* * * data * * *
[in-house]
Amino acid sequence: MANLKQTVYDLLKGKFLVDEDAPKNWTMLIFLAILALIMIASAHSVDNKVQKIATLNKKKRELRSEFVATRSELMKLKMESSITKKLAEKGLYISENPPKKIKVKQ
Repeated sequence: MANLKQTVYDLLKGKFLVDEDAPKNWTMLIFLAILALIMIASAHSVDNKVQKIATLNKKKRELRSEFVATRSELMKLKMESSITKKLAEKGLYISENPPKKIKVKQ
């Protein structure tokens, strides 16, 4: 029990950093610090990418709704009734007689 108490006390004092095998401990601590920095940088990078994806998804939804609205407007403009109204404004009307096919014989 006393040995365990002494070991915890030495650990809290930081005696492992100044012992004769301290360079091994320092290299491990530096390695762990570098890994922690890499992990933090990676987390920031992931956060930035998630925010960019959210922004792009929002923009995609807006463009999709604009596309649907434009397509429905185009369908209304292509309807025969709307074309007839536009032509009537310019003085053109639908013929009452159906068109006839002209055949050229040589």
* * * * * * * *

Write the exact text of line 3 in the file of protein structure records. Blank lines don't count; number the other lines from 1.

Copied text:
Repeated sequence: MANLKQTVYDLLKGKFLVDEDAPKNWTMLIFLAILALIMIASAHSVDNKVQKIATLNKKKRELRSEFVATRSELMKLKMESSITKKLAEKGLYISENPPKKIKVKQ